If given the choice between staring blankly into space or reading architects’ office statements on their website, we choose the first. They all say the same thing: we’re sustainable, responsible with budgets, experienced, award-winning, etc. . . . The game seems to be how to say nothing in particular and comfort any worries of someone contemplating hiring you. After a few clicks, it’s hard not to think that all this quote-unquote professionalism is very cold at its core. We can’t tell you exactly when MOS started. We like to say it was 2003, but we didn’t have an office space then and our name was !@#?, which we quickly found was too difficult to use because 1. you couldn’t pronounce it and 2. you couldn’t get a web address. So, eventually, we drifted towards MOS—an acronym of our names and reflection of a shared desire to be horizontal and fuzzy, as opposed to tall and shiny. We began around an oversized table, a surface for collecting, gathering, and working through a range of design experiments—a make-believe of architectural fantasies, problems, and thoughts. As we’ve grown, we remain around a large table, working together on each project through playful experimentation and serious research. This website indexes that work: housing; schools; houses; cultural institutions; retail; exhibition design; installations; furniture; objects; books; writing; software experiments; and videos.
Krabbesholm Højskole (Denmark) is awarded an AIA NY Excellence Award
MOS Architects receive an AIA New York Award of Merit for Element House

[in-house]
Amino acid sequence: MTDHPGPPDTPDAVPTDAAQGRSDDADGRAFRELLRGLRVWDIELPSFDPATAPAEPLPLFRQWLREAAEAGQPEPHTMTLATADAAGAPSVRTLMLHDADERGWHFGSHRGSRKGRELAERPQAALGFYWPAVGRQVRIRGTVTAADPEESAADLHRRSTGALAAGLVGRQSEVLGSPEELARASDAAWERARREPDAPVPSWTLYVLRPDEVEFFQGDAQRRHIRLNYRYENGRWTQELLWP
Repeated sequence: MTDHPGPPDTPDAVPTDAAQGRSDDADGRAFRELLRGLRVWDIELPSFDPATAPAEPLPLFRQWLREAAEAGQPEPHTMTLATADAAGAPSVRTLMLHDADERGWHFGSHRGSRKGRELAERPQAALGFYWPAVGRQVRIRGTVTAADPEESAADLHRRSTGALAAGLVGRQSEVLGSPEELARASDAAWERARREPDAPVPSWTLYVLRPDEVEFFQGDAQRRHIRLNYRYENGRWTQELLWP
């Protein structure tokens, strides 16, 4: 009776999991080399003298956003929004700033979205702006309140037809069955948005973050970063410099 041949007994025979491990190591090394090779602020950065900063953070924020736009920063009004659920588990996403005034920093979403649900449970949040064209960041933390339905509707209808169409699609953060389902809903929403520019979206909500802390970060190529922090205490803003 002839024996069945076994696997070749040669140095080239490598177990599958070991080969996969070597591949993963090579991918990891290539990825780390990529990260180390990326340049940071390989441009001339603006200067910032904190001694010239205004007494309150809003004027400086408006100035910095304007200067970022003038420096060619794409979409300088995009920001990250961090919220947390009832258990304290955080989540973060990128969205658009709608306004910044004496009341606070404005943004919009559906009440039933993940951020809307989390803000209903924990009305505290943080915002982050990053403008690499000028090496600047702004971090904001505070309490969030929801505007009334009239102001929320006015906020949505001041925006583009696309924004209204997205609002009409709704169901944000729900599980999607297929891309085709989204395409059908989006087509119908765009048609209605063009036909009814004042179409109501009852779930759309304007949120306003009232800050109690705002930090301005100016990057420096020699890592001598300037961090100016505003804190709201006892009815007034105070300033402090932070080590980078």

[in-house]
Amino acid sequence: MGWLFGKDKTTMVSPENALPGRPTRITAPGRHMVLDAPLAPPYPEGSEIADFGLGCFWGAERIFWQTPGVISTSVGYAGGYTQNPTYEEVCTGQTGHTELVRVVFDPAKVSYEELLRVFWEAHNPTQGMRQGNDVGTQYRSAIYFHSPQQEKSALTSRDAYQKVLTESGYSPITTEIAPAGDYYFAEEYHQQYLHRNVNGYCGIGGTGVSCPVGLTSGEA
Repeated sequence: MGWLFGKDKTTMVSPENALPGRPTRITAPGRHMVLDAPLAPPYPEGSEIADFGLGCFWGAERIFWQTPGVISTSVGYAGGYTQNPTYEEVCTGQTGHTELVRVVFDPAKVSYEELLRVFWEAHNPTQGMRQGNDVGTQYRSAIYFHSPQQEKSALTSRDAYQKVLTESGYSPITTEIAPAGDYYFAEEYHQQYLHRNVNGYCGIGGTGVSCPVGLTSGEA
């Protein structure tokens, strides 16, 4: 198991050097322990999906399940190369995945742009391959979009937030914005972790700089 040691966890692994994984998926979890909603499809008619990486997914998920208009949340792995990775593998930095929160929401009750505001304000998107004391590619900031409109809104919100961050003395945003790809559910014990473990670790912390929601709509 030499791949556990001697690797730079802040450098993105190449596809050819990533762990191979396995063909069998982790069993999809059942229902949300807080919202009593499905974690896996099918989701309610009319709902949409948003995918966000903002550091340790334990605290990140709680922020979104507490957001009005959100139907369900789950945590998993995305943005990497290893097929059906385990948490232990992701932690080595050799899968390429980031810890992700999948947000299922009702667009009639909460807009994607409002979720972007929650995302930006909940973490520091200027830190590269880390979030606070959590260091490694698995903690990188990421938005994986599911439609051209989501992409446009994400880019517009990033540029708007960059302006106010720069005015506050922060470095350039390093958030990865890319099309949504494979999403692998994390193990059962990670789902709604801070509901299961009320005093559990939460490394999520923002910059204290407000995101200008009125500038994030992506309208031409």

We draw, talk, email, doodle, diagram, render, print, print, draw, model, receive, distribute, call, approve, confirm, reject, plead, deny, laugh, export, import, present, listen, order, zoom, script, post, pan, copy, paste, scale, collate, staple, eat, list, drink, walk, draw, chat, meet, photograph, crop, calculate, draw, adjust, tweak, sip, solve, stack, note, organize, scan, edit, review, print, question, comment, make, sketch . . . and occasionally, we collect things from this process and store them in a flat file.
The New Foundation/JANDS Center is a nonprofit institution that fosters contemporary artistic cultural production in the Seattle region. The building includes The New Foundation Seattle, which comprises a library, gallery, and exhibition space for artists, as well as a restaurant, retail space, roof garden, artist-residency program, and 40 below-market-rate apartment units for artists. The historic context is filled with beautifully generic brick warehouses. Constructed of brick with oversized pivot windows that allow for passive daylighting, the design works within the parameters of this warehouse type. A series of four south-facing reflective shafts bring light, exterior green space, and air into the center of the building, the New Foundation, and housing units, allowing for programmatic flexibility, cross-ventilation, and more access to exterior space, light, and air for each of its inhabitants.
Project Team: Michael Meredith, Hilary Sample, Phi Van Phan, Griffin Ofiesh, Carson Russell, Tim Brennan, John Yurchyk